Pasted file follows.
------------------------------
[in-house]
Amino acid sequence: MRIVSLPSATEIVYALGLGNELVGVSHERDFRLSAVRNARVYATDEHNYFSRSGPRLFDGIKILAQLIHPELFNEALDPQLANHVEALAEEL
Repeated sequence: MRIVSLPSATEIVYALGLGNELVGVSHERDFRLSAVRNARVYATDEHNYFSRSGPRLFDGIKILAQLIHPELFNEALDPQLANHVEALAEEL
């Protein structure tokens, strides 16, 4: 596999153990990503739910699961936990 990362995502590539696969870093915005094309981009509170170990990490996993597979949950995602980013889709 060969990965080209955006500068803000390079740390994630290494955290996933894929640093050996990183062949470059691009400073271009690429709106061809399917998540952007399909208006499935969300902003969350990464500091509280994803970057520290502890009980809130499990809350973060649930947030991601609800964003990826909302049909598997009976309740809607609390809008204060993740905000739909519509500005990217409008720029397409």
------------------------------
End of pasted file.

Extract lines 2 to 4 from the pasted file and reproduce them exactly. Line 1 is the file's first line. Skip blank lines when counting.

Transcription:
Amino acid sequence: MRIVSLPSATEIVYALGLGNELVGVSHERDFRLSAVRNARVYATDEHNYFSRSGPRLFDGIKILAQLIHPELFNEALDPQLANHVEALAEEL
Repeated sequence: MRIVSLPSATEIVYALGLGNELVGVSHERDFRLSAVRNARVYATDEHNYFSRSGPRLFDGIKILAQLIHPELFNEALDPQLANHVEALAEEL
């Protein structure tokens, strides 16, 4: 596999153990990503739910699961936990 990362995502590539696969870093915005094309981009509170170990990490996993597979949950995602980013889709 060969990965080209955006500068803000390079740390994630290494955290996933894929640093050996990183062949470059691009400073271009690429709106061809399917998540952007399909208006499935969300902003969350990464500091509280994803970057520290502890009980809130499990809350973060649930947030991601609800964003990826909302049909598997009976309740809607609390809008204060993740905000739909519509500005990217409008720029397409």